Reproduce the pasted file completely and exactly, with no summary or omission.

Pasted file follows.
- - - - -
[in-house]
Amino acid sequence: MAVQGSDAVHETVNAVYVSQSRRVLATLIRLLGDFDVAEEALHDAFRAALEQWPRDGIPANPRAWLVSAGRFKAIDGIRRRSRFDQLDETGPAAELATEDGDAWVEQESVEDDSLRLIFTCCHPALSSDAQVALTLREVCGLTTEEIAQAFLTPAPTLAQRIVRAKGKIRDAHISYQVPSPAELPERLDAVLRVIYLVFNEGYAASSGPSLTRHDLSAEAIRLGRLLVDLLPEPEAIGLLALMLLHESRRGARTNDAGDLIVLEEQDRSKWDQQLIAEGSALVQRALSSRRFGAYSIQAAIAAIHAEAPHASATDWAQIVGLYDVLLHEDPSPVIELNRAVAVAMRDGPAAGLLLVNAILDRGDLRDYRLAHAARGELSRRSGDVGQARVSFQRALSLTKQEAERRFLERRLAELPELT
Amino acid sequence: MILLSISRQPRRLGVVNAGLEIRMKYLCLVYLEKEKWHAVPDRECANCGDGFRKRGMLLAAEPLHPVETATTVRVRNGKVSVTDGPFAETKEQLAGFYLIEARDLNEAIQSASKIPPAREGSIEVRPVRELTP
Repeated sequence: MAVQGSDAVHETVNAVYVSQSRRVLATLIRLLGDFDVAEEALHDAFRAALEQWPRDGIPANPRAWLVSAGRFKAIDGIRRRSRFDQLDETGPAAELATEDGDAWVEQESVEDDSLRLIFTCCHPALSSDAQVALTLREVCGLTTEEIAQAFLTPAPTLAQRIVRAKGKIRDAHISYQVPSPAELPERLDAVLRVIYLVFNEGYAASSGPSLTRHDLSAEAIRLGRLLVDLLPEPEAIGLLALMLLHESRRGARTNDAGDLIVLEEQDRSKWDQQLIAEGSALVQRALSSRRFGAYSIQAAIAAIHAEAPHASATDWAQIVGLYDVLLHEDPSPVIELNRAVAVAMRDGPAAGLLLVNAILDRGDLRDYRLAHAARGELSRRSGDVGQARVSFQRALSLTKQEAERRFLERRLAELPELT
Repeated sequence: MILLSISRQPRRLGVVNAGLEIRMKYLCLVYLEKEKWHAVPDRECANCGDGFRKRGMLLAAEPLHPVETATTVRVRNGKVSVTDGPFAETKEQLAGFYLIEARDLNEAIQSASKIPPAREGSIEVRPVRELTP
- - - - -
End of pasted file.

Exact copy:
[in-house]
Amino acid sequence: MAVQGSDAVHETVNAVYVSQSRRVLATLIRLLGDFDVAEEALHDAFRAALEQWPRDGIPANPRAWLVSAGRFKAIDGIRRRSRFDQLDETGPAAELATEDGDAWVEQESVEDDSLRLIFTCCHPALSSDAQVALTLREVCGLTTEEIAQAFLTPAPTLAQRIVRAKGKIRDAHISYQVPSPAELPERLDAVLRVIYLVFNEGYAASSGPSLTRHDLSAEAIRLGRLLVDLLPEPEAIGLLALMLLHESRRGARTNDAGDLIVLEEQDRSKWDQQLIAEGSALVQRALSSRRFGAYSIQAAIAAIHAEAPHASATDWAQIVGLYDVLLHEDPSPVIELNRAVAVAMRDGPAAGLLLVNAILDRGDLRDYRLAHAARGELSRRSGDVGQARVSFQRALSLTKQEAERRFLERRLAELPELT
Amino acid sequence: MILLSISRQPRRLGVVNAGLEIRMKYLCLVYLEKEKWHAVPDRECANCGDGFRKRGMLLAAEPLHPVETATTVRVRNGKVSVTDGPFAETKEQLAGFYLIEARDLNEAIQSASKIPPAREGSIEVRPVRELTP
Repeated sequence: MAVQGSDAVHETVNAVYVSQSRRVLATLIRLLGDFDVAEEALHDAFRAALEQWPRDGIPANPRAWLVSAGRFKAIDGIRRRSRFDQLDETGPAAELATEDGDAWVEQESVEDDSLRLIFTCCHPALSSDAQVALTLREVCGLTTEEIAQAFLTPAPTLAQRIVRAKGKIRDAHISYQVPSPAELPERLDAVLRVIYLVFNEGYAASSGPSLTRHDLSAEAIRLGRLLVDLLPEPEAIGLLALMLLHESRRGARTNDAGDLIVLEEQDRSKWDQQLIAEGSALVQRALSSRRFGAYSIQAAIAAIHAEAPHASATDWAQIVGLYDVLLHEDPSPVIELNRAVAVAMRDGPAAGLLLVNAILDRGDLRDYRLAHAARGELSRRSGDVGQARVSFQRALSLTKQEAERRFLERRLAELPELT
Repeated sequence: MILLSISRQPRRLGVVNAGLEIRMKYLCLVYLEKEKWHAVPDRECANCGDGFRKRGMLLAAEPLHPVETATTVRVRNGKVSVTDGPFAETKEQLAGFYLIEARDLNEAIQSASKIPPAREGSIEVRPVRELTP